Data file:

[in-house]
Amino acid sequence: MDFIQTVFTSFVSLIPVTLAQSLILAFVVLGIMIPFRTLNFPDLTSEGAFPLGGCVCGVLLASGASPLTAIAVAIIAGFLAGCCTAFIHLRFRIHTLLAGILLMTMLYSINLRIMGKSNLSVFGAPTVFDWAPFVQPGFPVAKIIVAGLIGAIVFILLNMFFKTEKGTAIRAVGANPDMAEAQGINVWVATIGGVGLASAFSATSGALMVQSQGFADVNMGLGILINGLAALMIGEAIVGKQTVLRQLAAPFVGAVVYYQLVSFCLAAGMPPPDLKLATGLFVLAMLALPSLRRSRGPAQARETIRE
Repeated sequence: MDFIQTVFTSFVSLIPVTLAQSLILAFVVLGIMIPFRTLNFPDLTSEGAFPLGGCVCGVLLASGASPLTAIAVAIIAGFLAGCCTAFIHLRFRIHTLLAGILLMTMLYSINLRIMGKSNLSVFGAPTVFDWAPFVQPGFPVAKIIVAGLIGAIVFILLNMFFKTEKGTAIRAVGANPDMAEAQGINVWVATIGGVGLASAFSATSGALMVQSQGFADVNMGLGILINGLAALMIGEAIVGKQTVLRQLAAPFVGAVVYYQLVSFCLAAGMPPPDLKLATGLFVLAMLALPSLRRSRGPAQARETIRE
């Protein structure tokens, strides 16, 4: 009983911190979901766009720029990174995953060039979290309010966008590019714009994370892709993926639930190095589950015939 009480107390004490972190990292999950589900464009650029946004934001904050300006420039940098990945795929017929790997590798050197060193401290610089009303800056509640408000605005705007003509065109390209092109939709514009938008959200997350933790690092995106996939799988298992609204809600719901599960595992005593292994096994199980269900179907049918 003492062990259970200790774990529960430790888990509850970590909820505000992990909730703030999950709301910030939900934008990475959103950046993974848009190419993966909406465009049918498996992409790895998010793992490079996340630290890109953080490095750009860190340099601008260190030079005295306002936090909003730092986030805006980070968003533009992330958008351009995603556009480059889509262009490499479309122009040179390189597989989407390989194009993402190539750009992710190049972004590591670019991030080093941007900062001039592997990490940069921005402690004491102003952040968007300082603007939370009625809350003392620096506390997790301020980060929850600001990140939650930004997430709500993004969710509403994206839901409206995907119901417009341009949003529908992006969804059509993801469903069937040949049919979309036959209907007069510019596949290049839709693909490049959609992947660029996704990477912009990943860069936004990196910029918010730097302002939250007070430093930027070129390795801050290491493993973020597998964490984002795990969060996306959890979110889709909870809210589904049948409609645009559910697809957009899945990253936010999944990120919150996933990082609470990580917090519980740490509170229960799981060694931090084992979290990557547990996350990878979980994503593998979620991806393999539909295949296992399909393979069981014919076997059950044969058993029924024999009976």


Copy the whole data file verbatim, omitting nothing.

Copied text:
[in-house]
Amino acid sequence: MDFIQTVFTSFVSLIPVTLAQSLILAFVVLGIMIPFRTLNFPDLTSEGAFPLGGCVCGVLLASGASPLTAIAVAIIAGFLAGCCTAFIHLRFRIHTLLAGILLMTMLYSINLRIMGKSNLSVFGAPTVFDWAPFVQPGFPVAKIIVAGLIGAIVFILLNMFFKTEKGTAIRAVGANPDMAEAQGINVWVATIGGVGLASAFSATSGALMVQSQGFADVNMGLGILINGLAALMIGEAIVGKQTVLRQLAAPFVGAVVYYQLVSFCLAAGMPPPDLKLATGLFVLAMLALPSLRRSRGPAQARETIRE
Repeated sequence: MDFIQTVFTSFVSLIPVTLAQSLILAFVVLGIMIPFRTLNFPDLTSEGAFPLGGCVCGVLLASGASPLTAIAVAIIAGFLAGCCTAFIHLRFRIHTLLAGILLMTMLYSINLRIMGKSNLSVFGAPTVFDWAPFVQPGFPVAKIIVAGLIGAIVFILLNMFFKTEKGTAIRAVGANPDMAEAQGINVWVATIGGVGLASAFSATSGALMVQSQGFADVNMGLGILINGLAALMIGEAIVGKQTVLRQLAAPFVGAVVYYQLVSFCLAAGMPPPDLKLATGLFVLAMLALPSLRRSRGPAQARETIRE
């Protein structure tokens, strides 16, 4: 009983911190979901766009720029990174995953060039979290309010966008590019714009994370892709993926639930190095589950015939 009480107390004490972190990292999950589900464009650029946004934001904050300006420039940098990945795929017929790997590798050197060193401290610089009303800056509640408000605005705007003509065109390209092109939709514009938008959200997350933790690092995106996939799988298992609204809600719901599960595992005593292994096994199980269900179907049918 003492062990259970200790774990529960430790888990509850970590909820505000992990909730703030999950709301910030939900934008990475959103950046993974848009190419993966909406465009049918498996992409790895998010793992490079996340630290890109953080490095750009860190340099601008260190030079005295306002936090909003730092986030805006980070968003533009992330958008351009995603556009480059889509262009490499479309122009040179390189597989989407390989194009993402190539750009992710190049972004590591670019991030080093941007900062001039592997990490940069921005402690004491102003952040968007300082603007939370009625809350003392620096506390997790301020980060929850600001990140939650930004997430709500993004969710509403994206839901409206995907119901417009341009949003529908992006969804059509993801469903069937040949049919979309036959209907007069510019596949290049839709693909490049959609992947660029996704990477912009990943860069936004990196910029918010730097302002939250007070430093930027070129390795801050290491493993973020597998964490984002795990969060996306959890979110889709909870809210589904049948409609645009559910697809957009899945990253936010999944990120919150996933990082609470990580917090519980740490509170229960799981060694931090084992979290990557547990996350990878979980994503593998979620991806393999539909295949296992399909393979069981014919076997059950044969058993029924024999009976």